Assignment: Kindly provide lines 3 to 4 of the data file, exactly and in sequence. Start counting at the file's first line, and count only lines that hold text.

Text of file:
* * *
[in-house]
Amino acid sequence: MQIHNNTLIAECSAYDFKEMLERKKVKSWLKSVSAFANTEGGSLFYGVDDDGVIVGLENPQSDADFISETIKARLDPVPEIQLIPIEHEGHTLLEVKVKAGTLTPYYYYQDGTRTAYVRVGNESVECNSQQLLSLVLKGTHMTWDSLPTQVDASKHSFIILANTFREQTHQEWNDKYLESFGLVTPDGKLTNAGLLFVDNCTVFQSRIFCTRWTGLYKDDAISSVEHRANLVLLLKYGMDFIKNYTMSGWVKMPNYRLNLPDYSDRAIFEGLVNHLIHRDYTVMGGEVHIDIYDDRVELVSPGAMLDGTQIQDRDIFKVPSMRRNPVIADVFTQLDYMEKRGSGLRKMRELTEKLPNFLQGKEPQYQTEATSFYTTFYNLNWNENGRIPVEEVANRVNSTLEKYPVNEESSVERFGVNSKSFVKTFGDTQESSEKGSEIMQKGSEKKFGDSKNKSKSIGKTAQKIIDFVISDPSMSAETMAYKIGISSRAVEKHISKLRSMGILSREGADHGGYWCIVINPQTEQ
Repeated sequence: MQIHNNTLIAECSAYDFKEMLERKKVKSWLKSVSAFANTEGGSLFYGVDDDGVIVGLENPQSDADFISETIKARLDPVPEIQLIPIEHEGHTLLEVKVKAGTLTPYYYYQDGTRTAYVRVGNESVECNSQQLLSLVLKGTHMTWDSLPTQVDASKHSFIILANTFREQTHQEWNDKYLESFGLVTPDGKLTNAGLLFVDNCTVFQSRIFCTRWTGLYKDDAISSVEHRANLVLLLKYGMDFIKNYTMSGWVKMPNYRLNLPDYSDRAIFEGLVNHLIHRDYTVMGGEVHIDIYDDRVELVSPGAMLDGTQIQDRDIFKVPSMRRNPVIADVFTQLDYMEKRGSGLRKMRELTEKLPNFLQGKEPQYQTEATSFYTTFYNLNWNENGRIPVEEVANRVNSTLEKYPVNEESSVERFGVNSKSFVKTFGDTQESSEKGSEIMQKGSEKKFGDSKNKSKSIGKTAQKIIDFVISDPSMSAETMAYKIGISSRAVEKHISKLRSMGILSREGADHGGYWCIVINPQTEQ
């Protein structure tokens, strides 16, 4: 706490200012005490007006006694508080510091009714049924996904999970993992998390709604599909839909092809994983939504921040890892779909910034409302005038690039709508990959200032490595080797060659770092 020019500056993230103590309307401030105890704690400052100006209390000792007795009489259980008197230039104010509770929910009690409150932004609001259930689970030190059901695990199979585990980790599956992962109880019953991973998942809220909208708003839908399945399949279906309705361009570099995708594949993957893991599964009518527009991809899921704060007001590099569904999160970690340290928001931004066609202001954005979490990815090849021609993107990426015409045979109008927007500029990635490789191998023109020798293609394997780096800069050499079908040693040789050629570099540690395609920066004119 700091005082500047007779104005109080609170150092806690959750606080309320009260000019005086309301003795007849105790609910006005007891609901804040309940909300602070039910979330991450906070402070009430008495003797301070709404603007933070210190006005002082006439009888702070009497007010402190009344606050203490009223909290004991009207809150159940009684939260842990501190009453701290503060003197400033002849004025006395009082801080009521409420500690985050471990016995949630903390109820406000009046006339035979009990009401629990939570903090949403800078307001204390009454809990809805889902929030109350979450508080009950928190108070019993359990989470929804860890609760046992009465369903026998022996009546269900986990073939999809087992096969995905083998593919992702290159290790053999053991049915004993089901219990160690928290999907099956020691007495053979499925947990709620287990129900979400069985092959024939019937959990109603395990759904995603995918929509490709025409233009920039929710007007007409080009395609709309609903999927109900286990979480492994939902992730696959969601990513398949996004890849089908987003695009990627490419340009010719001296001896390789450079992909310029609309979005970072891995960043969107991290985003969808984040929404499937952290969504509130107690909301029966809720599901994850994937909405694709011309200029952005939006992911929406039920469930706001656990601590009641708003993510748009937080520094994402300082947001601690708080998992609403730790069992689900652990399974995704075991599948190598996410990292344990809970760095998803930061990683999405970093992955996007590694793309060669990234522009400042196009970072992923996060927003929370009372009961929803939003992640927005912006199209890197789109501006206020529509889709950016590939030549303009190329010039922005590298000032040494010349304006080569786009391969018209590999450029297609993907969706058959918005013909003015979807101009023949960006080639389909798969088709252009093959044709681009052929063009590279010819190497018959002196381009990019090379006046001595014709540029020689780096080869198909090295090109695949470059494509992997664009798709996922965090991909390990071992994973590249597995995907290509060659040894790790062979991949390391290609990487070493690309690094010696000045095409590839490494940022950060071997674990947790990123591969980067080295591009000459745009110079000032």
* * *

Repeated sequence: MQIHNNTLIAECSAYDFKEMLERKKVKSWLKSVSAFANTEGGSLFYGVDDDGVIVGLENPQSDADFISETIKARLDPVPEIQLIPIEHEGHTLLEVKVKAGTLTPYYYYQDGTRTAYVRVGNESVECNSQQLLSLVLKGTHMTWDSLPTQVDASKHSFIILANTFREQTHQEWNDKYLESFGLVTPDGKLTNAGLLFVDNCTVFQSRIFCTRWTGLYKDDAISSVEHRANLVLLLKYGMDFIKNYTMSGWVKMPNYRLNLPDYSDRAIFEGLVNHLIHRDYTVMGGEVHIDIYDDRVELVSPGAMLDGTQIQDRDIFKVPSMRRNPVIADVFTQLDYMEKRGSGLRKMRELTEKLPNFLQGKEPQYQTEATSFYTTFYNLNWNENGRIPVEEVANRVNSTLEKYPVNEESSVERFGVNSKSFVKTFGDTQESSEKGSEIMQKGSEKKFGDSKNKSKSIGKTAQKIIDFVISDPSMSAETMAYKIGISSRAVEKHISKLRSMGILSREGADHGGYWCIVINPQTEQ
């Protein structure tokens, strides 16, 4: 706490200012005490007006006694508080510091009714049924996904999970993992998390709604599909839909092809994983939504921040890892779909910034409302005038690039709508990959200032490595080797060659770092 020019500056993230103590309307401030105890704690400052100006209390000792007795009489259980008197230039104010509770929910009690409150932004609001259930689970030190059901695990199979585990980790599956992962109880019953991973998942809220909208708003839908399945399949279906309705361009570099995708594949993957893991599964009518527009991809899921704060007001590099569904999160970690340290928001931004066609202001954005979490990815090849021609993107990426015409045979109008927007500029990635490789191998023109020798293609394997780096800069050499079908040693040789050629570099540690395609920066004119 700091005082500047007779104005109080609170150092806690959750606080309320009260000019005086309301003795007849105790609910006005007891609901804040309940909300602070039910979330991450906070402070009430008495003797301070709404603007933070210190006005002082006439009888702070009497007010402190009344606050203490009223909290004991009207809150159940009684939260842990501190009453701290503060003197400033002849004025006395009082801080009521409420500690985050471990016995949630903390109820406000009046006339035979009990009401629990939570903090949403800078307001204390009454809990809805889902929030109350979450508080009950928190108070019993359990989470929804860890609760046992009465369903026998022996009546269900986990073939999809087992096969995905083998593919992702290159290790053999053991049915004993089901219990160690928290999907099956020691007495053979499925947990709620287990129900979400069985092959024939019937959990109603395990759904995603995918929509490709025409233009920039929710007007007409080009395609709309609903999927109900286990979480492994939902992730696959969601990513398949996004890849089908987003695009990627490419340009010719001296001896390789450079992909310029609309979005970072891995960043969107991290985003969808984040929404499937952290969504509130107690909301029966809720599901994850994937909405694709011309200029952005939006992911929406039920469930706001656990601590009641708003993510748009937080520094994402300082947001601690708080998992609403730790069992689900652990399974995704075991599948190598996410990292344990809970760095998803930061990683999405970093992955996007590694793309060669990234522009400042196009970072992923996060927003929370009372009961929803939003992640927005912006199209890197789109501006206020529509889709950016590939030549303009190329010039922005590298000032040494010349304006080569786009391969018209590999450029297609993907969706058959918005013909003015979807101009023949960006080639389909798969088709252009093959044709681009052929063009590279010819190497018959002196381009990019090379006046001595014709540029020689780096080869198909090295090109695949470059494509992997664009798709996922965090991909390990071992994973590249597995995907290509060659040894790790062979991949390391290609990487070493690309690094010696000045095409590839490494940022950060071997674990947790990123591969980067080295591009000459745009110079000032």